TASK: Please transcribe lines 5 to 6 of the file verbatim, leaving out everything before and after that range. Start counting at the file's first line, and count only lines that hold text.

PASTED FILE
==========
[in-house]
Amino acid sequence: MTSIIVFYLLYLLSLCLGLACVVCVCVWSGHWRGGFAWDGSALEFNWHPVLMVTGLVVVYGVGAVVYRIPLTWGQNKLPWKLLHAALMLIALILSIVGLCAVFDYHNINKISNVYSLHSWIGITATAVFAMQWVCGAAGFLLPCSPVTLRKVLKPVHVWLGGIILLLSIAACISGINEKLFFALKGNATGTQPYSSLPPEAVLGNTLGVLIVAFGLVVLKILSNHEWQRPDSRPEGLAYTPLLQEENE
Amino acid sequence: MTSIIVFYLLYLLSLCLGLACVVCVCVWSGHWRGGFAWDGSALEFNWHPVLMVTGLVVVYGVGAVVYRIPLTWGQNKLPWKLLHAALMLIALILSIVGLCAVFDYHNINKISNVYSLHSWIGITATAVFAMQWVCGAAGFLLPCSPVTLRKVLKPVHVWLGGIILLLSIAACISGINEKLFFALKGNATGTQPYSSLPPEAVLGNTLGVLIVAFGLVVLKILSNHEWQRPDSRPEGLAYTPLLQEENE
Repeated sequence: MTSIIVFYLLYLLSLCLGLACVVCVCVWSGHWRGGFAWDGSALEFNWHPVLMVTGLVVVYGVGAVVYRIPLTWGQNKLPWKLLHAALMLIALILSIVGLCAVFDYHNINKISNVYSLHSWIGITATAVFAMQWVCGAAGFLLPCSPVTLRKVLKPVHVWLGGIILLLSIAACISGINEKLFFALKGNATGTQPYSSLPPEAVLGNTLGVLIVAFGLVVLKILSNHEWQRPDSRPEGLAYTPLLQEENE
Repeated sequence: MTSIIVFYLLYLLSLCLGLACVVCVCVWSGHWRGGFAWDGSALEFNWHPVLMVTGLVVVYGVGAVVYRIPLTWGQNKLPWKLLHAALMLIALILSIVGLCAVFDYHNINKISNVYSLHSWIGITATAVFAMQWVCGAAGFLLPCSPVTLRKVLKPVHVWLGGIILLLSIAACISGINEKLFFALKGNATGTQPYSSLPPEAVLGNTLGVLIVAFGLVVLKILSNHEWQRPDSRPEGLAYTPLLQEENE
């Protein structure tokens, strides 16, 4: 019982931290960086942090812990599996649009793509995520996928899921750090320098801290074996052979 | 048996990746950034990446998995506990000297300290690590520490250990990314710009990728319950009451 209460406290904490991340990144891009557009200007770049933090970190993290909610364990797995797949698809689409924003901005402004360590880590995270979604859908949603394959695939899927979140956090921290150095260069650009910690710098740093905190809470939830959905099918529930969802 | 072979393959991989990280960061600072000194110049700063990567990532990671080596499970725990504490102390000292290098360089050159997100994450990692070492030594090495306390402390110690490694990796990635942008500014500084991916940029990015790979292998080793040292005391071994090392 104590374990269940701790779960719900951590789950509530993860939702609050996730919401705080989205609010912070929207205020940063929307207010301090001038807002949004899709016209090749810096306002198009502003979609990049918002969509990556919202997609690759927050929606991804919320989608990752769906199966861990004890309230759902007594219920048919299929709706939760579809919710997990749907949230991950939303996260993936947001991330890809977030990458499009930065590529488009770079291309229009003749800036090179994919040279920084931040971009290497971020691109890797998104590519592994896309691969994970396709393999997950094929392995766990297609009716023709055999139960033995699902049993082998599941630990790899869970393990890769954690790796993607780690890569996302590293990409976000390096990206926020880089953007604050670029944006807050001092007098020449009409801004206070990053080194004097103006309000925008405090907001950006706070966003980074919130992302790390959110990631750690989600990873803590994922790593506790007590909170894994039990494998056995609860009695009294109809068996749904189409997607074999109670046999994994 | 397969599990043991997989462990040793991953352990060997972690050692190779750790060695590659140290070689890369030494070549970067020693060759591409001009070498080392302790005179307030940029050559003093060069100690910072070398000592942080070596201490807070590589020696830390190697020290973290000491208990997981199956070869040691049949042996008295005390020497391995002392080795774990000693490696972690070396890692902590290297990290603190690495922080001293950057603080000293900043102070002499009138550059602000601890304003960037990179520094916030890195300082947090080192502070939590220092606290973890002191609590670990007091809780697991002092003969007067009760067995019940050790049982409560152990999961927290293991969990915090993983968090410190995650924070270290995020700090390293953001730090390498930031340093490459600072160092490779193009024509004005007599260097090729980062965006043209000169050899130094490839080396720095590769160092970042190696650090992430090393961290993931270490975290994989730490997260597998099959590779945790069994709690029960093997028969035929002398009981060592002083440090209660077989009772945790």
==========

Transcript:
Repeated sequence: MTSIIVFYLLYLLSLCLGLACVVCVCVWSGHWRGGFAWDGSALEFNWHPVLMVTGLVVVYGVGAVVYRIPLTWGQNKLPWKLLHAALMLIALILSIVGLCAVFDYHNINKISNVYSLHSWIGITATAVFAMQWVCGAAGFLLPCSPVTLRKVLKPVHVWLGGIILLLSIAACISGINEKLFFALKGNATGTQPYSSLPPEAVLGNTLGVLIVAFGLVVLKILSNHEWQRPDSRPEGLAYTPLLQEENE
């Protein structure tokens, strides 16, 4: 019982931290960086942090812990599996649009793509995520996928899921750090320098801290074996052979 | 048996990746950034990446998995506990000297300290690590520490250990990314710009990728319950009451 209460406290904490991340990144891009557009200007770049933090970190993290909610364990797995797949698809689409924003901005402004360590880590995270979604859908949603394959695939899927979140956090921290150095260069650009910690710098740093905190809470939830959905099918529930969802 | 072979393959991989990280960061600072000194110049700063990567990532990671080596499970725990504490102390000292290098360089050159997100994450990692070492030594090495306390402390110690490694990796990635942008500014500084991916940029990015790979292998080793040292005391071994090392 104590374990269940701790779960719900951590789950509530993860939702609050996730919401705080989205609010912070929207205020940063929307207010301090001038807002949004899709016209090749810096306002198009502003979609990049918002969509990556919202997609690759927050929606991804919320989608990752769906199966861990004890309230759902007594219920048919299929709706939760579809919710997990749907949230991950939303996260993936947001991330890809977030990458499009930065590529488009770079291309229009003749800036090179994919040279920084931040971009290497971020691109890797998104590519592994896309691969994970396709393999997950094929392995766990297609009716023709055999139960033995699902049993082998599941630990790899869970393990890769954690790796993607780690890569996302590293990409976000390096990206926020880089953007604050670029944006807050001092007098020449009409801004206070990053080194004097103006309000925008405090907001950006706070966003980074919130992302790390959110990631750690989600990873803590994922790593506790007590909170894994039990494998056995609860009695009294109809068996749904189409997607074999109670046999994994 | 397969599990043991997989462990040793991953352990060997972690050692190779750790060695590659140290070689890369030494070549970067020693060759591409001009070498080392302790005179307030940029050559003093060069100690910072070398000592942080070596201490807070590589020696830390190697020290973290000491208990997981199956070869040691049949042996008295005390020497391995002392080795774990000693490696972690070396890692902590290297990290603190690495922080001293950057603080000293900043102070002499009138550059602000601890304003960037990179520094916030890195300082947090080192502070939590220092606290973890002191609590670990007091809780697991002092003969007067009760067995019940050790049982409560152990999961927290293991969990915090993983968090410190995650924070270290995020700090390293953001730090390498930031340093490459600072160092490779193009024509004005007599260097090729980062965006043209000169050899130094490839080396720095590769160092970042190696650090992430090393961290993931270490975290994989730490997260597998099959590779945790069994709690029960093997028969035929002398009981060592002083440090209660077989009772945790």